Offline Gutbucket

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Re: DPA 4090 + 20 mm APE
« Reply #6 on: February 15, 2022, 12:07:27 PM »
I'm not sure why the DPA APE response plots show a roll back down at higher frequencies on-axis rather than maintaining a shelf response.  Some of that may be the inherent higher frequency roll off of the microphone without the ball installed, yet it would seem to occur at a lower frequency than the native response shown in the plots for the 4006.  This is complicated by not knowing what grid was used on the microphone in the APE plots.

To empirically find out what is really going on with your arrangement, you could make a couple simple comparative recordings of a pink/white noise source with and without the ball attachment (without moving the microphone or source between recordings) plot the response and compare the difference between them.  Without a calibrated source or compensation either of the two curves on their own won't be meaningful, but the difference between them will show exactly what that particular ball attachment on that particular microphone is doing.
« Last Edit: February 15, 2022, 12:11:32 PM by Gutbucket »
musical volition > vibrations > voltages > numeric values > voltages > vibrations> virtual teleportation time-machine experience
Better recording made easy - >>Improved PAS table<< | Made excellent- >>click here to download the Oddball Microphone Technique illustrated PDF booklet<< (note: This is a 1st draft, now several years old and in need of revision!  Stay tuned)

Offline Organfreak

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Re: DPA 4090 + 20 mm APE
« Reply #7 on: February 16, 2022, 03:04:37 AM »
I'm not sure why the DPA APE response plots show a roll back down at higher frequencies on-axis rather than maintaining a shelf response.  Some of that may be the inherent higher frequency roll off of the microphone without the ball installed, yet it would seem to occur at a lower frequency than the native response shown in the plots for the 4006.  This is complicated by not knowing what grid was used on the microphone in the APE plots.

To empirically find out what is really going on with your arrangement, you could make a couple simple comparative recordings of a pink/white noise source with and without the ball attachment (without moving the microphone or source between recordings) plot the response and compare the difference between them.  Without a calibrated source or compensation either of the two curves on their own won't be meaningful, but the difference between them will show exactly what that particular ball attachment on that particular microphone is doing.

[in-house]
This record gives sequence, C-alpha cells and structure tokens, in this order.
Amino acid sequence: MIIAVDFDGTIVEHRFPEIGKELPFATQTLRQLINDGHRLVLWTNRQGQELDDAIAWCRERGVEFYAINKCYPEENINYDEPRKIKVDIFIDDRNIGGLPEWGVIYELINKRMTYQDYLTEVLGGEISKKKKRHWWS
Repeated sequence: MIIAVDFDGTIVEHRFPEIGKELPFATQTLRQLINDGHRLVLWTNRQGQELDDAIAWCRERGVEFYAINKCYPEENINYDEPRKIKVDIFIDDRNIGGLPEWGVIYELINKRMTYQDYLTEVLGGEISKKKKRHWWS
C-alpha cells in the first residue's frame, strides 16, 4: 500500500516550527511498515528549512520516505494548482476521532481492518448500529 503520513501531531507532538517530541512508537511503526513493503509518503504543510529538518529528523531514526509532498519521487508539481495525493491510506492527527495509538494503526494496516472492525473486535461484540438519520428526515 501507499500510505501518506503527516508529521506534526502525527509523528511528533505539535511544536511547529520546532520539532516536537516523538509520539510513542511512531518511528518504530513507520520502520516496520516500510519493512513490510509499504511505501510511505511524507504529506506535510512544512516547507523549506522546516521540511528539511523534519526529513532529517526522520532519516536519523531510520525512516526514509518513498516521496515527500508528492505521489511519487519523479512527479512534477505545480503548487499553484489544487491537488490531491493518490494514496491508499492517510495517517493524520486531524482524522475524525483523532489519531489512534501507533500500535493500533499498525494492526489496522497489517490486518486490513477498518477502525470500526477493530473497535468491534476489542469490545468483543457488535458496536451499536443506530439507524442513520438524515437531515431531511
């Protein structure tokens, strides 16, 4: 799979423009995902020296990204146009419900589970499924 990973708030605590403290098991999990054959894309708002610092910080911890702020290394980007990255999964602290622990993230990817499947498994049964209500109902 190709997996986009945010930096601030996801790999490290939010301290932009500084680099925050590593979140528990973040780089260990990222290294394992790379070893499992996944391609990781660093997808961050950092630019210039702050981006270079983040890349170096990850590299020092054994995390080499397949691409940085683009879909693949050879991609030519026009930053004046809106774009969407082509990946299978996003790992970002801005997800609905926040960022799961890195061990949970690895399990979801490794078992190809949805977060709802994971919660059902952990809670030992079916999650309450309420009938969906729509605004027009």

I have a test CD including a track with pink noise. I can play this track and put a microphone with and without the attachment in front of one of my speakers (~1 meter distance?) and record 2 tracks. But how can I plot and compare the respond curves?
The only program I use to handle and sometimes to apply some small eq. on my recordings is Audacity.
Mics: Rode NT55, DPA 4090, Beyerdynamic M101
Pres: Lake People C360, M-Audio DMP3
Recorders: Marantz PMD661 OADE super mod & plus mod, Denon DN-F450R, Zoom F6

Offline Gutbucket

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Re: DPA 4090 + 20 mm APE
« Reply #8 on: February 16, 2022, 11:09:24 AM »
Looks like Audacity has a spectrum plotting function built into it (Analyze menu>Plot Spectrum)
https://manual.audacityteam.org/man/plot_spectrum.html
musical volition > vibrations > voltages > numeric values > voltages > vibrations> virtual teleportation time-machine experience
Better recording made easy - >>Improved PAS table<< | Made excellent- >>click here to download the Oddball Microphone Technique illustrated PDF booklet<< (note: This is a 1st draft, now several years old and in need of revision!  Stay tuned)